“The Vietnam War casts an equally large shadow over American society. The Vietnam War exposed underlying racial issues, whether the elite had to serve, the role of the media, and distrust toward government.”
Being so addicted that they couldn’t stop. The older veterans, having more experience, were able to mostly re adjust to living in the States, but most of the younger ones couldn’t cope with the complete change and ended up resorting to crime to get by. The U.S noticed this, and that they were also exhibiting symptoms but was extremely reluctant to give aid to the 700,000 veterans that were in need of it. Even after agreeing to help them, treatment was stalled which only further progressed the veterans’ anxiety and trouble with adjusting to society."
Simply stating what I said before, this passage really highlighted the extent of America's lackluster response to the soldier's return, and the aid they required to blend in with the American society yet again. I feel that instead of taking reponsibility for what they were completely and totally responsible for, America shied away from its problems. In this way, their reluctance to treat the veterans and the lukewarm welcoming back to the states showed me the capacity for which america could really show indifference to the well being of their people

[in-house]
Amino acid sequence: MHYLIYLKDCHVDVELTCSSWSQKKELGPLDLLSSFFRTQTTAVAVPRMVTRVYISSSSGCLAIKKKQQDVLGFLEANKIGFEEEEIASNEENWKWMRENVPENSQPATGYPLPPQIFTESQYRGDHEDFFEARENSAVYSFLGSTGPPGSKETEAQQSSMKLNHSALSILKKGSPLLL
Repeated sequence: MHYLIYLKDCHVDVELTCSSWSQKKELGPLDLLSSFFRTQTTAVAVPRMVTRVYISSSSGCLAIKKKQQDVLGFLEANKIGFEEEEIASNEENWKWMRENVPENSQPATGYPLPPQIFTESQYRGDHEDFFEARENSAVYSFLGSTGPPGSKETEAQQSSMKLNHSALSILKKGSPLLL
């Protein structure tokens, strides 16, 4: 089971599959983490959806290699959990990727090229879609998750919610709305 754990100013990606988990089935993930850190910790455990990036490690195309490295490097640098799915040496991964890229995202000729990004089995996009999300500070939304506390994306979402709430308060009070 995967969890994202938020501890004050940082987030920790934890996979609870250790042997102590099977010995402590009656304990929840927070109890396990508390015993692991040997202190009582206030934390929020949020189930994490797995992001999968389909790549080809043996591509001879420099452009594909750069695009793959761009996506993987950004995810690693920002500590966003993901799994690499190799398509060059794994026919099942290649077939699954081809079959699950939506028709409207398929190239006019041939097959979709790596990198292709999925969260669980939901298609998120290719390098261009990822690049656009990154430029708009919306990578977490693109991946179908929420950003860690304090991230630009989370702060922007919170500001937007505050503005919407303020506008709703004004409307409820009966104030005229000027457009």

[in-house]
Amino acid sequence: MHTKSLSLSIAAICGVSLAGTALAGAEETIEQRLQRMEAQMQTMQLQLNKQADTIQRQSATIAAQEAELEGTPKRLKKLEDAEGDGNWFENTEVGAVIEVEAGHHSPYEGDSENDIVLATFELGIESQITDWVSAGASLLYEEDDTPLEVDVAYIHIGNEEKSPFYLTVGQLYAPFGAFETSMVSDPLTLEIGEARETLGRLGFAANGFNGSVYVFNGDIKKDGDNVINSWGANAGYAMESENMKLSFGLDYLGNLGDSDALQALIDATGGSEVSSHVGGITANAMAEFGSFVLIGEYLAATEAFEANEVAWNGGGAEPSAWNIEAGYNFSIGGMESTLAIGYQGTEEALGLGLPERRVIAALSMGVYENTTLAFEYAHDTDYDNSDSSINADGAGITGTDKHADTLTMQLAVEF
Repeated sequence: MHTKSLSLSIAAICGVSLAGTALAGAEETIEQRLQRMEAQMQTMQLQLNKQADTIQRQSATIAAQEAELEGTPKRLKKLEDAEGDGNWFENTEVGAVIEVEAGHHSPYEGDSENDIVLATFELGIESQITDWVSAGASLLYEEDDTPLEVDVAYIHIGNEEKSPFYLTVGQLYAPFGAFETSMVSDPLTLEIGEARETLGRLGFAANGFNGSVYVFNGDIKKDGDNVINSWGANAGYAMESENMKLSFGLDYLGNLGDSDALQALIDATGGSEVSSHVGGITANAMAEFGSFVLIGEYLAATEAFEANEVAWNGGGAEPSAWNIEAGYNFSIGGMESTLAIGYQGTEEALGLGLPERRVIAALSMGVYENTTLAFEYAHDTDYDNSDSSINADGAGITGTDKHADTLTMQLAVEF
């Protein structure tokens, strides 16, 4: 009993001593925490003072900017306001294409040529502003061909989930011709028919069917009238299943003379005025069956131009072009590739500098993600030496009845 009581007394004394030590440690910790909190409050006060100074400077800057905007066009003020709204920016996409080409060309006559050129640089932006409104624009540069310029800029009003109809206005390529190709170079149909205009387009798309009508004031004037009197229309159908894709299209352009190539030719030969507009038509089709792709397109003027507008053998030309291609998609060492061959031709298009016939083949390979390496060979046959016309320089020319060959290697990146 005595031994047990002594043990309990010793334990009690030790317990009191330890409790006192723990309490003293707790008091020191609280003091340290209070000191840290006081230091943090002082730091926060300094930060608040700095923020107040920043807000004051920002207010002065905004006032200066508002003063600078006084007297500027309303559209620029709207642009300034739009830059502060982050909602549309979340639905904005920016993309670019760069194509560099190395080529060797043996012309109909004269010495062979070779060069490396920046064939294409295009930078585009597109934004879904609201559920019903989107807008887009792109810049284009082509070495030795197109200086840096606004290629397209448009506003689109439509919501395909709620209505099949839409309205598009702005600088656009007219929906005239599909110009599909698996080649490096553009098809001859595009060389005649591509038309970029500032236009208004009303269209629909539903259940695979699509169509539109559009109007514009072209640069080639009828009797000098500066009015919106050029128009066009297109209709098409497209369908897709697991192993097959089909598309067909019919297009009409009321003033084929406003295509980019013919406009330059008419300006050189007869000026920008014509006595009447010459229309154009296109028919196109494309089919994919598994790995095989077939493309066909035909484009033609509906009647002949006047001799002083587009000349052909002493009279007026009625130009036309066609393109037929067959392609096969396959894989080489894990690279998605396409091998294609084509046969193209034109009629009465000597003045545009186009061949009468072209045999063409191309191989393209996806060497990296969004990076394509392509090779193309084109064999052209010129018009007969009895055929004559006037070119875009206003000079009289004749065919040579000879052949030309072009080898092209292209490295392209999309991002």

The second aspect of war that was a significant reminder of America’s treatment of citizens was the countries who weren’t even officially considered U.S citizens yet claimed to be U.S territories. For starters, how many people knew that Guam was a U.S territory? Probably not that many. Do you know what percentage of their people were drafted into the army in the War on the Philippines and the Spanish american war? 12.5%. That's an insanely high percentage. To put it on a scale, for every 8 people living in Guam, 1 of them was sent off to war. That meant every person living there knew someone who was either at war or was already a veteran of war. However, for being one of the most devoted people to the American cause, they received the smallest amount of money for treatment after the war. In a way, it’s like the U.S completely forgot that they were at the war at all. Even worse, Guam was given a representative in the U.S senate, yet they can’t vote. They are also affected by the laws passed in America, so it would only make sense for them to be able to vote for who will lead them. Even though america’s slogan is the home of the brave, land of the free, we shouldn't feel as confident sporting that knowing that thousands of miles away, there’s a country that is a U.S territory, yet treated like aliens. Is this the extent of America’s ability to serve and protect its people? Is this really the country we live in?